It's a funny book--at times laugh-out-loud hilarious.

Strangely, for a novel that uses the name of the place in its title, Sarasota is not very present as a character in the book. How can one write about this area without one single mention of the fist-sized mosquitoes or the thumb-sized palmetto bugs or the church-on-every-corner zeitgeist?

I recommend this book to people who want to pass a pleasant weekend without hurting their heads. I'll definitely read the next Russo, but wouldn't consider MURDER IN SARASOTA a must-read.
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Very disappointed read. This book barely held my attention and was predictable from page 1. Luckily I was able to purchase this book for a very cheap price otherwise it would have been money thrown away....Unfortunately it was just a boring and tedious book. I did read from cover to cover hoping it would get better but it just stayed even keeled with no excitement.
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I read the whole book. So that's actually saying something. I didn't give up, I didn't quit. I kept reading and hoping it would get better. Another reviewer said it was a nice break from a James Patterson blood fest. Funny, but that's exactly why I picked this book up. But it just never got hold of me. It just never took off. It just sat there. The characters were poorly drawn and the scenes barely illuminated. I'm going back to the Women's Murder Club, and the Dean Man series. Jake Russo wasn't quite my cup o' tea.
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Jake is definitely not your usual protagonist. Unsure of himself, but driven to find answers to questions other dismiss, he is a very likeable guy. Gary, his antiquated photographer sidekick adds significant comic relief. This was an enjoyable, light read.
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The plot of Retirement Can Be Murder (A Jake Russo Mystery) is strong and the characters are realistic, for the most part. Unfortunately, for me, I figured out who the "bad guy" was before the middle of the book. In the beginning of the book, English was so badly used that I thought a couple of characters had foreign accents. Because I don't like to stop reading a book without finishing it, I continued. Some characters made great foils. The most enjoyable part of the book was character development. There is much better, low-priced, reading available for the Kindle. The author didn't do minimal research; Sarasots is not on the ocean side of Florida; it is one the Gulf.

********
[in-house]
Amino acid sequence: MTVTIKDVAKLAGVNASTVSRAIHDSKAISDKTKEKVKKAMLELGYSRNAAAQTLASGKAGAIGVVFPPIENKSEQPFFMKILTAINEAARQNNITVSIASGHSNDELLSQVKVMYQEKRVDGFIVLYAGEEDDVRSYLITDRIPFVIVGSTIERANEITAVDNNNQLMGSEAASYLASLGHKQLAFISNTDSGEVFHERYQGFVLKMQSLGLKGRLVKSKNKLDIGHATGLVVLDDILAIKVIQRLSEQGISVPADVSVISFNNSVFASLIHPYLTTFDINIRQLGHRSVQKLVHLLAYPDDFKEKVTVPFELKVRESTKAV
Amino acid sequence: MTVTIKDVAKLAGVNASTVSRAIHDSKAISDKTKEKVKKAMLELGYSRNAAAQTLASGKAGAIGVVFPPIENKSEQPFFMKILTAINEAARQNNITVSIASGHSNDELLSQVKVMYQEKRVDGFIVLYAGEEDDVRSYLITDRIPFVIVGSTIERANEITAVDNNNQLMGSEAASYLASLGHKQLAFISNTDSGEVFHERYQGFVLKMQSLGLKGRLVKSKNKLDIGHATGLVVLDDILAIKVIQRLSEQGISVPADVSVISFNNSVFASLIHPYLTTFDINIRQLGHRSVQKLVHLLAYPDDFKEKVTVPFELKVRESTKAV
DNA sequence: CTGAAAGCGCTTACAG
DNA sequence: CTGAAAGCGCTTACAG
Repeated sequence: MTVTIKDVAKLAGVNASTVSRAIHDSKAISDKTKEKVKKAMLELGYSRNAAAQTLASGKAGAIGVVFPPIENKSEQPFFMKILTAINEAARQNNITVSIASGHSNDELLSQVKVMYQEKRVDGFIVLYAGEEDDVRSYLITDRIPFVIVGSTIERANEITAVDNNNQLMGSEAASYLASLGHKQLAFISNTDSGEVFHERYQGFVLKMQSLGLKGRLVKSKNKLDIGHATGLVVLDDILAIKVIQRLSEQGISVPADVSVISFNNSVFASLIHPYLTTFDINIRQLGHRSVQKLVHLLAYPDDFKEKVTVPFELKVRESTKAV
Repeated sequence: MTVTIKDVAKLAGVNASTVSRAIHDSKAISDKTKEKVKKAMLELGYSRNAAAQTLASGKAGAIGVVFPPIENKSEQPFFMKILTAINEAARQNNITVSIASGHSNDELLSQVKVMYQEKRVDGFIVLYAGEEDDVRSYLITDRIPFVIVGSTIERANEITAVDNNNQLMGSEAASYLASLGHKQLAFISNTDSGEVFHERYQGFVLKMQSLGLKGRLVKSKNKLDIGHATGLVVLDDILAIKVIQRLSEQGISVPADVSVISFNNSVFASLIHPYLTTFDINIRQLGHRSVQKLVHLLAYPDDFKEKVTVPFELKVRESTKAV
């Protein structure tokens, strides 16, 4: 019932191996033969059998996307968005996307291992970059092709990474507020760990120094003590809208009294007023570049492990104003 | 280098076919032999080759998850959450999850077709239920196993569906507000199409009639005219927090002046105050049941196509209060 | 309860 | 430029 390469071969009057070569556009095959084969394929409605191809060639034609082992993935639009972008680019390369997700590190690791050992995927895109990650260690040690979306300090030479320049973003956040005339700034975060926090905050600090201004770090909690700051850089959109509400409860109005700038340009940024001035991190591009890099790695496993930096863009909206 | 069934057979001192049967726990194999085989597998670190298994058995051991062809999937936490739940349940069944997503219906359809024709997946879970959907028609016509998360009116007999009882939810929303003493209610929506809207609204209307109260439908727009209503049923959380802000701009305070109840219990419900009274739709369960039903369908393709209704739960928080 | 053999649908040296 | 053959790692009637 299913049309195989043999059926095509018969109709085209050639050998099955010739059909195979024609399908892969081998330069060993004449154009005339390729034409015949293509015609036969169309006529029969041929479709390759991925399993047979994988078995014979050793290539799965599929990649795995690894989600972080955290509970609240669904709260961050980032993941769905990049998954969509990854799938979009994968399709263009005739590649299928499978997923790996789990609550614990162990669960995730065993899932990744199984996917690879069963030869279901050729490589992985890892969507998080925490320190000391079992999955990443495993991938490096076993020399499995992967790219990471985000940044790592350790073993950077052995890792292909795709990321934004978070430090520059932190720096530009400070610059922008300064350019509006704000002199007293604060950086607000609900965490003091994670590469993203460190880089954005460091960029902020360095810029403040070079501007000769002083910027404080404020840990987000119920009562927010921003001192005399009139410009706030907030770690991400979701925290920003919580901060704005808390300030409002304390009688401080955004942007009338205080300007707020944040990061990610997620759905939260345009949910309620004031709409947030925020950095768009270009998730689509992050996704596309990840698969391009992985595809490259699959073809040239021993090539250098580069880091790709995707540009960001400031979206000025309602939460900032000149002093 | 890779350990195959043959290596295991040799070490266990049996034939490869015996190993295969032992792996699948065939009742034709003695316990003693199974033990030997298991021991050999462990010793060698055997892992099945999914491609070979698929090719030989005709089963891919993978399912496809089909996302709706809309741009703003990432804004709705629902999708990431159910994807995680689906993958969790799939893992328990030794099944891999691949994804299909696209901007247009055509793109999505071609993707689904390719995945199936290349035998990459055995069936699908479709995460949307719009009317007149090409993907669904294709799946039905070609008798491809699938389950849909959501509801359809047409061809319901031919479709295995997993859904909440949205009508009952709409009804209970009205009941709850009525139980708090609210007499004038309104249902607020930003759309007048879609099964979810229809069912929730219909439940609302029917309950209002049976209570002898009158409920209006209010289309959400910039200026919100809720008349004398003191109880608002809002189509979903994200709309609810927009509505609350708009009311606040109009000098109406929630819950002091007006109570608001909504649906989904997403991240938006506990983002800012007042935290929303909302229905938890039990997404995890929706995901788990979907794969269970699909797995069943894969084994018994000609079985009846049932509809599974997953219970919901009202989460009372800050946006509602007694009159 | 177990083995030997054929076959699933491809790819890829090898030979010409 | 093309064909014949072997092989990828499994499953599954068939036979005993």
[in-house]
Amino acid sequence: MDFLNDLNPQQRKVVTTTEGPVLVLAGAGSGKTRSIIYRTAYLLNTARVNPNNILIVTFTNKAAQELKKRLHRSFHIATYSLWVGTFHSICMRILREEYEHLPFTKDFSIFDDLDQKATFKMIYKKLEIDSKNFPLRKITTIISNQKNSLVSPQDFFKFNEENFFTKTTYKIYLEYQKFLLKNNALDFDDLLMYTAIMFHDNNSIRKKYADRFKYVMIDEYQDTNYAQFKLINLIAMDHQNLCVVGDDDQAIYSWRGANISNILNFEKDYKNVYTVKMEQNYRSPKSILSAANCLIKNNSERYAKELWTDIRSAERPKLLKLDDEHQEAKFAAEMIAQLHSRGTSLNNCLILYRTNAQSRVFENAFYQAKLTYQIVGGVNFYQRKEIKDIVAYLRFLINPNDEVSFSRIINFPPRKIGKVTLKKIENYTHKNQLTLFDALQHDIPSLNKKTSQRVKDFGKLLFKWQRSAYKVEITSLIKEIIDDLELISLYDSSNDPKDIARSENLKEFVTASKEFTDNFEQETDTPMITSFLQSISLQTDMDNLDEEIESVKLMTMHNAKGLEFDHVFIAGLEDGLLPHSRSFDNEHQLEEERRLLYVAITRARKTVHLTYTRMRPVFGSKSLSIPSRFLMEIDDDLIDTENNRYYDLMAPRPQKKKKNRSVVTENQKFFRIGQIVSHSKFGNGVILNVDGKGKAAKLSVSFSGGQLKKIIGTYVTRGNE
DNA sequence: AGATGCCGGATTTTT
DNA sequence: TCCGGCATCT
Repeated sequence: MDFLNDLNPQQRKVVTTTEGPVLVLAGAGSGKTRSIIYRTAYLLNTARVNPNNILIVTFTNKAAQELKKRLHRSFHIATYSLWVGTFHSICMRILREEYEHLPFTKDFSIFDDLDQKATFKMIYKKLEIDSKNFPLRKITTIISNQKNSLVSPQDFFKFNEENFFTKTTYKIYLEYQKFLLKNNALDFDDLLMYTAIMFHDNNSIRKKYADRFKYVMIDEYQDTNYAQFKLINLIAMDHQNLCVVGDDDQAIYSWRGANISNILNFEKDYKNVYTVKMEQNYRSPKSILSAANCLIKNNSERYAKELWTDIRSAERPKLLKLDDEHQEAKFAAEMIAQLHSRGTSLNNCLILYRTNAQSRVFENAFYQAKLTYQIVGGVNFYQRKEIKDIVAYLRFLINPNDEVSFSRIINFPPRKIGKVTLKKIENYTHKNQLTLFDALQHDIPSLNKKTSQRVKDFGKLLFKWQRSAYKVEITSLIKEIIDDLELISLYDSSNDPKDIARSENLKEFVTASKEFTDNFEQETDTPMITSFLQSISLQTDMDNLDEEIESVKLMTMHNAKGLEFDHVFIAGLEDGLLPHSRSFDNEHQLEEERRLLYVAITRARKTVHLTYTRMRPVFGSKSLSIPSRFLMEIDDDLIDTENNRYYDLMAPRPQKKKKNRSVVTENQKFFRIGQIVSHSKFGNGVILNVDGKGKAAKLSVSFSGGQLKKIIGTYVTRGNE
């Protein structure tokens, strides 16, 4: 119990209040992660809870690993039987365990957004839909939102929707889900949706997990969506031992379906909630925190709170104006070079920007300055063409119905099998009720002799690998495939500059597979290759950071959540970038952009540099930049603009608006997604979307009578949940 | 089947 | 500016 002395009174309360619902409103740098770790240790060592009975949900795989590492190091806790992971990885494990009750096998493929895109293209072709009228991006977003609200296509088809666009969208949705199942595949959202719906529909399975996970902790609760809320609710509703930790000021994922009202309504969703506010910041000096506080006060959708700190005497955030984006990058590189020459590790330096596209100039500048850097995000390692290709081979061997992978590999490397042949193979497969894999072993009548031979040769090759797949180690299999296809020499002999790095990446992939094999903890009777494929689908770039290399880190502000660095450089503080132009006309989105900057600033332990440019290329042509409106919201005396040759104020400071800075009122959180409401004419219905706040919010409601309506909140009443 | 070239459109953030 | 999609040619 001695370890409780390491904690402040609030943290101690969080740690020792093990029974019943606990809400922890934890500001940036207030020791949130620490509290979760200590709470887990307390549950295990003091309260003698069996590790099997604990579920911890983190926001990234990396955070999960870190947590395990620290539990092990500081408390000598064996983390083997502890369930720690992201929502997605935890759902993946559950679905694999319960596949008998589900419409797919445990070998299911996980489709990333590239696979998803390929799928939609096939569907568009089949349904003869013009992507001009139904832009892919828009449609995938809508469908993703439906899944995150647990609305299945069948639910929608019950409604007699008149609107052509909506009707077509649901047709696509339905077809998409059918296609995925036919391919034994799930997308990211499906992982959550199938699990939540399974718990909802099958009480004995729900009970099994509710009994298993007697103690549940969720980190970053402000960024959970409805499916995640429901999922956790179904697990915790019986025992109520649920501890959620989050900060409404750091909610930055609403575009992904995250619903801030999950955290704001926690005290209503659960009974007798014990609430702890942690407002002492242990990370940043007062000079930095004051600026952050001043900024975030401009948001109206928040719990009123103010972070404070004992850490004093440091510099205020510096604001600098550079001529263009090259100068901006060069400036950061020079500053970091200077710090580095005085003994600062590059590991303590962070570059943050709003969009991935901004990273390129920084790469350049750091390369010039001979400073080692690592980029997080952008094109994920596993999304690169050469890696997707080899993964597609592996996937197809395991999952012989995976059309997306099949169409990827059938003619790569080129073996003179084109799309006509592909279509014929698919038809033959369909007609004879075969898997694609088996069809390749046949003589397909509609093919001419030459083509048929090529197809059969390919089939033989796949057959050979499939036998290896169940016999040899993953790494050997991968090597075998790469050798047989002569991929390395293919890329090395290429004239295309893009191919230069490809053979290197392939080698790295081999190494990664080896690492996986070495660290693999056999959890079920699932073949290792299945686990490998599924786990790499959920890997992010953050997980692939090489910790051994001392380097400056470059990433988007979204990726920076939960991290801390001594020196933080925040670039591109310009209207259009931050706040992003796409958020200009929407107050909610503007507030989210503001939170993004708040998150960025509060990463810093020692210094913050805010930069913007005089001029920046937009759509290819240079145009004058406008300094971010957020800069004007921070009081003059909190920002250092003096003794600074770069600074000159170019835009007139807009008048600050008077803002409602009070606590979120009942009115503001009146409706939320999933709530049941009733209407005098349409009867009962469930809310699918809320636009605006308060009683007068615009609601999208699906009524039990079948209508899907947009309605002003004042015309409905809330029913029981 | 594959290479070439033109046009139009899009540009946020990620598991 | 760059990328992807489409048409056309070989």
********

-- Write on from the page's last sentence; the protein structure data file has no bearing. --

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A who-dunnit that doesn't do it for me. Irritating characters like Gary and Thompson. They are the attempted humor, but instead you end up just disliking their stupidity. Stilted dialog and thoughts that try to be funny, but barely manages to bring a smile to your face. I figured out the plot about half way through, before the main character even had a clue that there really had been a murder (and I'm not really that good at figuring out plots). I realized before that why I disliked the book so much. Envision Jake Russo looking and talking like Woody Allen, and picture Mel looking like Diane Keaton, and there you have it. If you like Woody's movies, you'll like this book. If you can't stand him (like most normal people), then you'll hate this book. The only real surprise in the book was the hiding place (won't give it away for those of you who still want to read it), and what ended up being in there. Even the sexy neighbor wasn't a twist, just patently obvious. If I could have rated the book lower than 1, it would get a -2. As one of the characters keeps saying: Ech! I read it to the end, but it was excruciating, and then end didn't bring any relief.
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Poorly written. Unengaging. The character struck me as a rather slow and dull character. Rarely have a I started a book that I could not finish, however I've yet to make it through this book. The plot itself wasn't too bad, but the characters were shallow, vague, irritating and unbelievable. I felt like I was on some sort of slow motion, confusion causing drug. I would have to be paid to read this book beginning to end. Definitely not worth paying for (as rude and harsh as this sounds).